The above preview is unformatted text

This student written piece of work is one of many that can be found in our International Baccalaureate Languages section.

Found what you're looking for?

  • Start learning 29% faster today
  • 150,000+ documents available
  • Just £6.99 a month

Not the one? Search for your essay title...
  • Join over 1.2 million students every month
  • Accelerate your learning by 29%
  • Unlimited access from just £6.99 per month

See related essaysSee related essays

Related International Baccalaureate Languages essays

  1. Gatsby as Tragic Hero

    a white card from his wallet he waved it before the man's eyes." And the policeman states, "Right you are. Know you next time, Mr. Gatsby. Excuse me." This quote directly exhibit Gatsby's rise in status, as he is able to ward a cop off by merely flashing a card.

  2. The Portrayal of Pride, Ego and manipulation in the play Twelfth Night

    and gives a hint that she is falling in love with him. Olivia is in turn being tricked by Cesario rather than tricking him as he knows that it is a ruse. Now we turn to the other characters from the main characters who, in one way of the other form the sub-plot of the play.

  1. Is Meursault a Tragic hero or a sociopath?

    oxymoron in a simile to depict the manner in which Meursault saw his mother's friends. This is very effective as Meursault compares his mother's friends to animals, judging them with only on what they appeared to be to him, not taking in consideration them as a whole.

  2. IB ENGLISH ANTIGONE ESSAY

    Antigone argues with Ismene that she does not want to die, but that there are no choices to be made save for those that lead to death. She makes rash decisions based on her innocence and naivet�, as young people are often prone to do.

  1. English - Ode on Melancholy

    The dilemma is that Beauty must die, which implies that nothing lasts and nothing is permanent as Beauty dies. Keats additionally emphasises the idea of nothing ever lasts with the statement 'Joy, whose hand is ever at his lips bidding adieu', which implies that even joy is short-lived.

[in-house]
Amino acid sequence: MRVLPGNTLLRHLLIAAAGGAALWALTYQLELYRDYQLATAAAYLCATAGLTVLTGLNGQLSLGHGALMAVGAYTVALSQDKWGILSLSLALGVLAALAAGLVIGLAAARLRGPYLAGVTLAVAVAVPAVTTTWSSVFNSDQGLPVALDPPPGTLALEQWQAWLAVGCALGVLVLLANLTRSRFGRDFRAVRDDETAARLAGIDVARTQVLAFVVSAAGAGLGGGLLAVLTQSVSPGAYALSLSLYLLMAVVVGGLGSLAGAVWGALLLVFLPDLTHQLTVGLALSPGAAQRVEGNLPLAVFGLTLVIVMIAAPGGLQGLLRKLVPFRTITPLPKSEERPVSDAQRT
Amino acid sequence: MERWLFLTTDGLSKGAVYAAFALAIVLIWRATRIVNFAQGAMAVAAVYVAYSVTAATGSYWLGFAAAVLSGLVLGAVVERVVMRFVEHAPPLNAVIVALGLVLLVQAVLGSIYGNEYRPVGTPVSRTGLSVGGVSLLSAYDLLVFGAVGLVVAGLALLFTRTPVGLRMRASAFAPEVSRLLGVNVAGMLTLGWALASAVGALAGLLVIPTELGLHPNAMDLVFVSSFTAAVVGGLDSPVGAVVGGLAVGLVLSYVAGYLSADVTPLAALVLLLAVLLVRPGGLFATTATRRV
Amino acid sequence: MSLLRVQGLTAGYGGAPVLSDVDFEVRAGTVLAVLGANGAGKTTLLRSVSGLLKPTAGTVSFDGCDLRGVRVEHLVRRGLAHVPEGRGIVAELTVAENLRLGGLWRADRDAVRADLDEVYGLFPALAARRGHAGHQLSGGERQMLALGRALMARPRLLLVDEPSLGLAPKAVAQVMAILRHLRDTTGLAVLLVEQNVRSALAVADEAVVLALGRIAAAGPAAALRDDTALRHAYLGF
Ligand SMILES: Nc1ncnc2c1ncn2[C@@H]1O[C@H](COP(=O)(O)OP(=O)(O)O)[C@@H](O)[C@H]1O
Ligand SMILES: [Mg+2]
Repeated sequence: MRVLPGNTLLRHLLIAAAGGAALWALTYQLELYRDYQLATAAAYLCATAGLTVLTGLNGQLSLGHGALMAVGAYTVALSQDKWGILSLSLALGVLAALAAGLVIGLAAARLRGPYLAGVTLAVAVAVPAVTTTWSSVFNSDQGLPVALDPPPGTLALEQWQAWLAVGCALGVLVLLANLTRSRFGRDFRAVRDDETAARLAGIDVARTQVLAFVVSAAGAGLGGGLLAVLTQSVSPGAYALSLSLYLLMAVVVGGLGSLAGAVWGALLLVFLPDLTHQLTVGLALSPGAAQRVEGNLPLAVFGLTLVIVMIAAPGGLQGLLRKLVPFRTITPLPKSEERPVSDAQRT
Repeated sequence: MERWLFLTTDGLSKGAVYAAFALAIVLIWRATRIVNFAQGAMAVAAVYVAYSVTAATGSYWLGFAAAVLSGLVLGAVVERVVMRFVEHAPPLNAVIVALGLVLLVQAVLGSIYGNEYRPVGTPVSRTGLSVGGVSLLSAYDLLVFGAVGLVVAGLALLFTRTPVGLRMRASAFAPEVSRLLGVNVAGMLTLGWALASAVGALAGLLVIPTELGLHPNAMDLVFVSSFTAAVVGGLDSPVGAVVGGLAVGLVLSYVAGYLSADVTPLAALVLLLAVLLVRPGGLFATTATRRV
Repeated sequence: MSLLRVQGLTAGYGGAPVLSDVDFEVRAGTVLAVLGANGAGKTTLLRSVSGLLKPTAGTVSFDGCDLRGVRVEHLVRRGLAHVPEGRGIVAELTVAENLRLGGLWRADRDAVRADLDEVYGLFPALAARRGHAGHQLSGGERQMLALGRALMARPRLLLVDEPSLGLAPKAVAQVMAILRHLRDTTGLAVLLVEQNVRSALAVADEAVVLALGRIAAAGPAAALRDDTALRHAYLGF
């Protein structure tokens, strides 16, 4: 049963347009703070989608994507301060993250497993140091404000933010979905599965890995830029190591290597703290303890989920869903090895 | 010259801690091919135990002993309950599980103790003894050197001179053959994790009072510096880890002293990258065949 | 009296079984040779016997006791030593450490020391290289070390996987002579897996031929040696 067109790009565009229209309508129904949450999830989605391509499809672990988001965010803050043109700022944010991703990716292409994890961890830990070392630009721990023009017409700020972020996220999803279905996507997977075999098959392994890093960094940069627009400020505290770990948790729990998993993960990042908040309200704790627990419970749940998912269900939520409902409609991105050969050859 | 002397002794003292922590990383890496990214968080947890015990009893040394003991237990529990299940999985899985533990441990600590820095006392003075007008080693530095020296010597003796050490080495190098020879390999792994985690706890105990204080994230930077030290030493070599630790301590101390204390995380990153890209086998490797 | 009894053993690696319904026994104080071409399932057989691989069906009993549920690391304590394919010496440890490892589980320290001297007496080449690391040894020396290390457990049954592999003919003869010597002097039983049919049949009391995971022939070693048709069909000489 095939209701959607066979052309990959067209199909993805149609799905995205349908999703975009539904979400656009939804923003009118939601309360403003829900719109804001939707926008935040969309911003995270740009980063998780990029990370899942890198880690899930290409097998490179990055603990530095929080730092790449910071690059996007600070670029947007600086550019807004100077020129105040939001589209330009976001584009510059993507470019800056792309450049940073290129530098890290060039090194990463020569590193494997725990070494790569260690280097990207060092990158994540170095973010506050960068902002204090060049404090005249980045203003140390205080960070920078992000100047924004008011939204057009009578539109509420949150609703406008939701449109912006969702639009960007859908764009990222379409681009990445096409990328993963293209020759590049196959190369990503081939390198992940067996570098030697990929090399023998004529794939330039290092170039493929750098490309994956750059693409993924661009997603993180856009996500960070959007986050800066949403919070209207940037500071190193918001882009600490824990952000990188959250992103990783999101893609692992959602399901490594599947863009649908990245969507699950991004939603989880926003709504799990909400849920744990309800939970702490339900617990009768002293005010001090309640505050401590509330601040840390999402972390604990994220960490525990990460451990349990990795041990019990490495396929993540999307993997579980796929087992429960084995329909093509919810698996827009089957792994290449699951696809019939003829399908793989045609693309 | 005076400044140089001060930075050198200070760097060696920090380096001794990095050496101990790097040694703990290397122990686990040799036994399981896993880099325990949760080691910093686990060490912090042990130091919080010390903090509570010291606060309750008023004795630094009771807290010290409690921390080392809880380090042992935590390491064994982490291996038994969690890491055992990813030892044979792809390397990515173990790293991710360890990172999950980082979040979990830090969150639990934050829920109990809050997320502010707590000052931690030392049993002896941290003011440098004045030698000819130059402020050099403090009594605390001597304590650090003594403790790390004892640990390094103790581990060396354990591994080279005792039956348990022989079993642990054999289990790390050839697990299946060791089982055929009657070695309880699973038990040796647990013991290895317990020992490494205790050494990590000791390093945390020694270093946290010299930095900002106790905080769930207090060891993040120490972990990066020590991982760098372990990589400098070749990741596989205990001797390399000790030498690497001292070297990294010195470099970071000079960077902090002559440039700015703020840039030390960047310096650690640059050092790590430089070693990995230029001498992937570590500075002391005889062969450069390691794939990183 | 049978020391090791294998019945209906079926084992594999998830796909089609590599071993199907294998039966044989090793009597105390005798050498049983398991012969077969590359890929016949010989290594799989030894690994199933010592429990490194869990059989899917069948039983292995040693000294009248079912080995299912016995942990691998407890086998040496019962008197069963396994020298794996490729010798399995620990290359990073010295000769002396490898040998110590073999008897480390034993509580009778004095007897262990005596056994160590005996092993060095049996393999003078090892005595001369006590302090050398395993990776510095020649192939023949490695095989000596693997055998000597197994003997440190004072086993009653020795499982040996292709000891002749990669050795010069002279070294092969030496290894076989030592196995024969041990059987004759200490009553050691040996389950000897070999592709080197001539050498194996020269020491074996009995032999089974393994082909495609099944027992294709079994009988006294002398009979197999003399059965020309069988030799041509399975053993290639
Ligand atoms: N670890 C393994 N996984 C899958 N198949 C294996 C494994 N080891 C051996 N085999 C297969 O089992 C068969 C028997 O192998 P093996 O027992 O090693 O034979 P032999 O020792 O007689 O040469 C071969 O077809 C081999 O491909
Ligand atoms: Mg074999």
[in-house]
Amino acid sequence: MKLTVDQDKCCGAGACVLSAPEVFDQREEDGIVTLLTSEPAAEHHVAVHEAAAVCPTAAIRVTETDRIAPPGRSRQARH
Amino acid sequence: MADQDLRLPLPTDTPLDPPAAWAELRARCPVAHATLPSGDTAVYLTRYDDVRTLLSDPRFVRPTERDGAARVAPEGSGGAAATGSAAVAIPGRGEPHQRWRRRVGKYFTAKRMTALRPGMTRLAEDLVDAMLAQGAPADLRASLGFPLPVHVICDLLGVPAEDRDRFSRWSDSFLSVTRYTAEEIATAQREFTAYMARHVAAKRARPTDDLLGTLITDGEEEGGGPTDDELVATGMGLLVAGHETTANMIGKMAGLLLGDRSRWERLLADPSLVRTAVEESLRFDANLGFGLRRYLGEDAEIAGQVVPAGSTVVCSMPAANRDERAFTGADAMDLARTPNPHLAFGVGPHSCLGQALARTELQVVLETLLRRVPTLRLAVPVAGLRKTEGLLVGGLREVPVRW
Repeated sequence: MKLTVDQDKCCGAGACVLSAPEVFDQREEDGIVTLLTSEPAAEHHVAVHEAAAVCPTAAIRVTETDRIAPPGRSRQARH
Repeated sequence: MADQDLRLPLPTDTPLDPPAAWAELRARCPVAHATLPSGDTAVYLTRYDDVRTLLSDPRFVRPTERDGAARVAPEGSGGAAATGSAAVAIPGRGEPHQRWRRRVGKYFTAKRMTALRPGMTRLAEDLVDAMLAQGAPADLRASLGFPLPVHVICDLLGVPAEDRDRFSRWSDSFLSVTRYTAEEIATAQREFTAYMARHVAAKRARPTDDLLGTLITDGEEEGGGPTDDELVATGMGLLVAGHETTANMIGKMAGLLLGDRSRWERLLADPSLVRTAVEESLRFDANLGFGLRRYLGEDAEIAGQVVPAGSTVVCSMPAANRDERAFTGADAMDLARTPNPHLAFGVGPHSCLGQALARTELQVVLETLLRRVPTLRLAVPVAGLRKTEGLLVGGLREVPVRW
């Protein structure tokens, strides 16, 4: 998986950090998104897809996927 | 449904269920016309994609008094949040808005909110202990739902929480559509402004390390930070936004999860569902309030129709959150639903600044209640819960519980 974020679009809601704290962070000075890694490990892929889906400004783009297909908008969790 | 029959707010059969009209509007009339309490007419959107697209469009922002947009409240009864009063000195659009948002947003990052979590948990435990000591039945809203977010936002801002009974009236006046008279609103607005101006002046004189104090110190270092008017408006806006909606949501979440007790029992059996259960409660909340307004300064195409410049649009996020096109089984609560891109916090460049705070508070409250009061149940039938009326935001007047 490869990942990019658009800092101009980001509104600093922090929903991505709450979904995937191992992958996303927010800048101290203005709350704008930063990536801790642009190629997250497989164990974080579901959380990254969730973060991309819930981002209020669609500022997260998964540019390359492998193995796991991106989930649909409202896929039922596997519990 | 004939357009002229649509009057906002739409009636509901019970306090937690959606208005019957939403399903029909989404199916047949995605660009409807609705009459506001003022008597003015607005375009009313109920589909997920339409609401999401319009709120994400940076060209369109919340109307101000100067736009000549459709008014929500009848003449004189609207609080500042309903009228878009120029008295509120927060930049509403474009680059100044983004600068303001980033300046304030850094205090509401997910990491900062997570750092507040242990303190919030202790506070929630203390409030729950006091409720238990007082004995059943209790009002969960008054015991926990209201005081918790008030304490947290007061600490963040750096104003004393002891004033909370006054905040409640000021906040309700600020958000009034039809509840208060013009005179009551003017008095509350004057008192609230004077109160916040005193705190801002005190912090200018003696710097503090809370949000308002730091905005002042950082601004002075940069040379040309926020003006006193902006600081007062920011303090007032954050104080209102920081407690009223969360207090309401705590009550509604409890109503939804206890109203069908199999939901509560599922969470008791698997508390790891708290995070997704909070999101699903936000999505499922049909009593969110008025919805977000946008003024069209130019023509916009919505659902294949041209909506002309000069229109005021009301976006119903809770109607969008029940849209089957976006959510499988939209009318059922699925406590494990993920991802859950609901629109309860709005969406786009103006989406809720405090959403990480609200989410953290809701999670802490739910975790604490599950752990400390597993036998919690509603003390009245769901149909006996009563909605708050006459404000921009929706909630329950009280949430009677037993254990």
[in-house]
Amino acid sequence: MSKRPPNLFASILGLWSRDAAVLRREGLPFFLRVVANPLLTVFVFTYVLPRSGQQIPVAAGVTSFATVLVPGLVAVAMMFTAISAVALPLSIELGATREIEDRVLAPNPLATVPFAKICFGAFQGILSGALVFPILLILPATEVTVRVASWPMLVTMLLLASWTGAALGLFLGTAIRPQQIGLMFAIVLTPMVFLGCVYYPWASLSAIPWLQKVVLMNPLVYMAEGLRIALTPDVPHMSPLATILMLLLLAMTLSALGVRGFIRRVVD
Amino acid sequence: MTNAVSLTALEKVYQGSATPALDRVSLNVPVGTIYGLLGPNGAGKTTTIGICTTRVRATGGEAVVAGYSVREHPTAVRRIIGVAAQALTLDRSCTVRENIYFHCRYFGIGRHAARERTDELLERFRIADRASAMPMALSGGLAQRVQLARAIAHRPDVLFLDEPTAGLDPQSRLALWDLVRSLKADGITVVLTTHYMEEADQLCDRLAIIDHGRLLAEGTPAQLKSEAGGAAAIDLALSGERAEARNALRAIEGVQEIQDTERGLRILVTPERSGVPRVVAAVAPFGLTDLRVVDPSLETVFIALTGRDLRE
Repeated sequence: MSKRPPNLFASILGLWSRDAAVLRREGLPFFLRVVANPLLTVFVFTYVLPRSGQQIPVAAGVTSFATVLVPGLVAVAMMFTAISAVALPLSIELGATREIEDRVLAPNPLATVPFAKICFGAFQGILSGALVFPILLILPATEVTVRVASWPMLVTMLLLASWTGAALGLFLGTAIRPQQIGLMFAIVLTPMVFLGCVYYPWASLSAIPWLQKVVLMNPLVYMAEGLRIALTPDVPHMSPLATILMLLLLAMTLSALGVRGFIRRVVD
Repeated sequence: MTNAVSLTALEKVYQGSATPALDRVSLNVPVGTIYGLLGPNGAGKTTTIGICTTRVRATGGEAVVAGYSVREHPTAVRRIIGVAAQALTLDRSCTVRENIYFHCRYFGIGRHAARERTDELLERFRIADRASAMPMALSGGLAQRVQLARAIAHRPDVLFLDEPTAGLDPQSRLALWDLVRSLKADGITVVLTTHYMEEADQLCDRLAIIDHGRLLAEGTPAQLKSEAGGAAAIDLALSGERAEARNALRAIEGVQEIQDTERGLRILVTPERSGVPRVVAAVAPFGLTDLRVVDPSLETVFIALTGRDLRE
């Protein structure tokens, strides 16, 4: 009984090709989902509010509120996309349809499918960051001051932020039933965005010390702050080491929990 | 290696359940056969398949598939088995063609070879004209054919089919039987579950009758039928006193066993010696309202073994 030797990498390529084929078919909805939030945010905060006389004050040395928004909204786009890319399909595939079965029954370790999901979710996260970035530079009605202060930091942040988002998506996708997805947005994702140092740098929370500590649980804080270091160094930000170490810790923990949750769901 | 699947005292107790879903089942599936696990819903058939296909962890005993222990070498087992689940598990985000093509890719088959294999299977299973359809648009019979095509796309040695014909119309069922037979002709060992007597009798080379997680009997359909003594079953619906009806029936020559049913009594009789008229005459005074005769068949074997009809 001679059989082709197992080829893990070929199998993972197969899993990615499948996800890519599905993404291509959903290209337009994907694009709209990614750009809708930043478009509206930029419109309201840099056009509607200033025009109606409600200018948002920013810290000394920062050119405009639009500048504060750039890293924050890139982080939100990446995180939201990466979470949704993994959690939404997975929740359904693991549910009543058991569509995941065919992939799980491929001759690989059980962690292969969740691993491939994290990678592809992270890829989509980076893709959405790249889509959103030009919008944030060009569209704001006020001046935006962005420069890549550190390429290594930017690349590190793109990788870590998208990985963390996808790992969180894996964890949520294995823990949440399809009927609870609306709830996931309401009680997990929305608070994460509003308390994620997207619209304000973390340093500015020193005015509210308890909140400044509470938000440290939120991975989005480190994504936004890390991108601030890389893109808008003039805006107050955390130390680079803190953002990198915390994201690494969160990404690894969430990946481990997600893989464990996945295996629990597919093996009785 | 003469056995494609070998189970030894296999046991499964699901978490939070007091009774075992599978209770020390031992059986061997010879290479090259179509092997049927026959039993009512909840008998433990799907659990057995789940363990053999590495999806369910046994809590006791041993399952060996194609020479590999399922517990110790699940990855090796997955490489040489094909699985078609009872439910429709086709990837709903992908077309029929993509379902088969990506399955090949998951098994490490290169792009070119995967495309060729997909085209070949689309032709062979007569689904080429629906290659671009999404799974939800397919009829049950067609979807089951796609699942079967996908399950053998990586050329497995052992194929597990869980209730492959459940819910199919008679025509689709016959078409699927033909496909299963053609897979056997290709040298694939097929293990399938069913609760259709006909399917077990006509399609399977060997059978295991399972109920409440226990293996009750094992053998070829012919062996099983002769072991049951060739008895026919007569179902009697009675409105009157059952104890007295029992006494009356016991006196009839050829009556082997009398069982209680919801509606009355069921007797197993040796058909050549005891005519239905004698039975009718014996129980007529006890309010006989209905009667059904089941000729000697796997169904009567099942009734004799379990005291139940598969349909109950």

2. Iliad, Odyssey, and Metamorphoses - Hubris

    Achilles can be considered a semi-god because he was indestructible. Since, Hector wore Achilles' armour, it was considered hubris. Achilles then responded to this by killing Hector in revenge. Not only did he kill him, but he stripped Hector's corpse and dragged it around behind his chariot by tying the body to his chariot.

  1. Commentary on Aftermath by Sassoon

    This affects the harmony of the poem, making the poem sound extremely jarring and discordant. This is a very notable thing because its lack of harmoniousness demonstrates the disorder and chaos that would be likely to frequently emerge from what's perceived to be an orderly society.

  2. "In the stories of F. Scott Fitzgerald, everyone in the end experiences defeat." To ...

    Throughout the story, an idea of superficiality comes into play. The cut-glass bowl is a conceptual metaphor that not only embodies the character Evelyn, but also outlines the features of her marriage. It is "as hard as" she is and "as beautiful and as empty and as easy to see through."

  • Over 160,000 pieces
    of student written work
  • Annotated by
    experienced teachers
  • Ideas and feedback to
    improve your own work